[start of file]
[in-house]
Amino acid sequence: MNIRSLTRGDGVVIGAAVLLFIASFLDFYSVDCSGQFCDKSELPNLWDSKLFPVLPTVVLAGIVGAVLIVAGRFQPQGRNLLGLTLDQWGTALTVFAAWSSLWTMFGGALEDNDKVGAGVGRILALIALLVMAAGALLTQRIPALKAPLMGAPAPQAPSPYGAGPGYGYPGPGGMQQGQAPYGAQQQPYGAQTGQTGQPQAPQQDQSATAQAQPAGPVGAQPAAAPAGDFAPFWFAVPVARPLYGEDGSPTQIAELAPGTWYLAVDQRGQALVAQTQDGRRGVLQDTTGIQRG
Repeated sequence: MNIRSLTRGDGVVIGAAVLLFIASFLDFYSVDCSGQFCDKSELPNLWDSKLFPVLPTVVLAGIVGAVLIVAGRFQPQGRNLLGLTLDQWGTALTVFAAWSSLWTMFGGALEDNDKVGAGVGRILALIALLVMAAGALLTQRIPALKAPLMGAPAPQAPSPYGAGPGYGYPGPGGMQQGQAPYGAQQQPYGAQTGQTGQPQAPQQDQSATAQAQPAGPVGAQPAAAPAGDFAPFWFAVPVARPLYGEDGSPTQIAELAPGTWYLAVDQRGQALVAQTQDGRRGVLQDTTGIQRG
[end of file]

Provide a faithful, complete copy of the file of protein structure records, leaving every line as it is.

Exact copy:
[in-house]
Amino acid sequence: MNIRSLTRGDGVVIGAAVLLFIASFLDFYSVDCSGQFCDKSELPNLWDSKLFPVLPTVVLAGIVGAVLIVAGRFQPQGRNLLGLTLDQWGTALTVFAAWSSLWTMFGGALEDNDKVGAGVGRILALIALLVMAAGALLTQRIPALKAPLMGAPAPQAPSPYGAGPGYGYPGPGGMQQGQAPYGAQQQPYGAQTGQTGQPQAPQQDQSATAQAQPAGPVGAQPAAAPAGDFAPFWFAVPVARPLYGEDGSPTQIAELAPGTWYLAVDQRGQALVAQTQDGRRGVLQDTTGIQRG
Repeated sequence: MNIRSLTRGDGVVIGAAVLLFIASFLDFYSVDCSGQFCDKSELPNLWDSKLFPVLPTVVLAGIVGAVLIVAGRFQPQGRNLLGLTLDQWGTALTVFAAWSSLWTMFGGALEDNDKVGAGVGRILALIALLVMAAGALLTQRIPALKAPLMGAPAPQAPSPYGAGPGYGYPGPGGMQQGQAPYGAQQQPYGAQTGQTGQPQAPQQDQSATAQAQPAGPVGAQPAAAPAGDFAPFWFAVPVARPLYGEDGSPTQIAELAPGTWYLAVDQRGQALVAQTQDGRRGVLQDTTGIQRG